By Janet Fang
Posting in Technology
No more wheelchairs! An algorithm responds to gestures, making use of 15 sensors: as weight is shifted on to one crutch, the leg on the opposite side steps forward. At rehab clinics this year.
Goodbye wheelchairs? The new Ekso Bionics exoskeleton hits the market this year. Whirrrrr…
"We took the idea of the external skeleton, and we added nerves in the form of sensors and motors that represent your muscles and computers that represent your brain," says Ekso’s Eythor Bender.
When you put on the suit, you’re essentially strapping yourself to a sophisticated robot (pictured).
- Its adjustable titanium frame encases the legs, with straps around the waist, shoulders, and thighs. It supports its own 44-pound weight with skeletal legs and footrests.
- A computer with 2 batteries sits as a backpack, powering 4 electromechanical motors that propel the legs.
- An intelligent algorithm responds to gestures, making use of 15 wireless sensors: as weight is shifted on to one crutch, the leg on the opposite side steps forward accordingly.
- It takes care of the calculations needed for each step. All you need to do is balance your upper body, shifting your weight as you plant a walking stick on the right. A physical therapist uses a remote control to signal the left leg to step forward. It’s a little slow and jerky at first.
In a later model, you’ll have complete control: the walking sticks will have motion sensors to communicate with the legs. It’ll also be able to figure out more complicated movements, like climbing stairs and sitting down.
Ekso might be able to succeed where many others failed, because their powered device does most of the labor for the patient. Other inventions – from stiff air-filled garments to devices that electrically stimulate the muscles – all proved too difficult for patients to operate. They were completely exhausted after just a few steps.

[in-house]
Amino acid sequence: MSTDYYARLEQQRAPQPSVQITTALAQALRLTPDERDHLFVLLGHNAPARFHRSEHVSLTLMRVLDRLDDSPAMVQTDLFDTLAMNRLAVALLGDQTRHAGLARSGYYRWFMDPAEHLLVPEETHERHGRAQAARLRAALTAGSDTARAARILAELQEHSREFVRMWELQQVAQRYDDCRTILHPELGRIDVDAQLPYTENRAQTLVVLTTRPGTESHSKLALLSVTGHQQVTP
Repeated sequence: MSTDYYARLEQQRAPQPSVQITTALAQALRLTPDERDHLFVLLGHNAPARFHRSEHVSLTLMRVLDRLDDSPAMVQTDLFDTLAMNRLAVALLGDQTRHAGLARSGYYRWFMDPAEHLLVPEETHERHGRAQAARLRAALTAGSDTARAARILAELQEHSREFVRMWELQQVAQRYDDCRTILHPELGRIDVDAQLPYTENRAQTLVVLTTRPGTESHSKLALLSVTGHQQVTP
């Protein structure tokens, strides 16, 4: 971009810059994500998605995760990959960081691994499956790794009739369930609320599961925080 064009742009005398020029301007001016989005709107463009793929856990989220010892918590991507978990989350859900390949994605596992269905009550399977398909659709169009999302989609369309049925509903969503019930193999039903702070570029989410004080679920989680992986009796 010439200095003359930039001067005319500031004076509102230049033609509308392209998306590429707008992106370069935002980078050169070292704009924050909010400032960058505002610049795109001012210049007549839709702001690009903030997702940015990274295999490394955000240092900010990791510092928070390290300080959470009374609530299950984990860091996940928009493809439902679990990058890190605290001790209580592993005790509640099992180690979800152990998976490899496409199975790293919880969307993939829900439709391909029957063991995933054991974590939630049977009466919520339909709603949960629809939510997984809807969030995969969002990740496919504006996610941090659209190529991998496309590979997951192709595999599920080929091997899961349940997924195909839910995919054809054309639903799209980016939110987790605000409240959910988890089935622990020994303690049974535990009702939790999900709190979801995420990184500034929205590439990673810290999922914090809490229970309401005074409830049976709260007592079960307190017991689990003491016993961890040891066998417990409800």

The company – based out of a warehouse in Berkeley (Go Bears!) – will start selling the suit to rehab clinics in the US and Europe, to allow patients with spinal cord injuries to train with the device under doctor supervision.
This could potentially be something they could use to strengthen their muscles so they might be able to eventually walk on their own. The company expects to test its physical therapy model soon on patients with other diagnoses, like multiple sclerosis and stroke.
It’s about $100,000 right now. Ten top US rehab clinics have already signed up for the first batch of production units.
By the middle of 2012, the company plans to have a model for at-home physical therapy, and by 2014, it plans to release a personal model that can be used for everyday living.
Image: Ekso Bionics
Jan 18, 2012
...To make more money by producing overpriced, under-performing gewgahs that do not fill the needs that their manufacturers say they will. Wheel-chairs are proven technology. They rarely fall down, do NOT require a charged battery to keep functioning as a support (they may indeed require it in order to move). This device substitutes a high-tech, high failure-rate device that must be fully charged in order to serve its most basic purpose. As a device that overtly promotes self-sufficiency, it fails miserably. Now, I'll give you that it has potential -- but only in a world full of CHEAP high-tech that DOES NOT fail every other minute, and that's powered by flawless, instantly charged batteries. In other words, this thing joins the veritable legion of fantasy-based devices industry every day pushes on us; whose very existence is premised on their gee-whiz baseless promise that they, um, WORK AS THEY OUGHT TO WORK.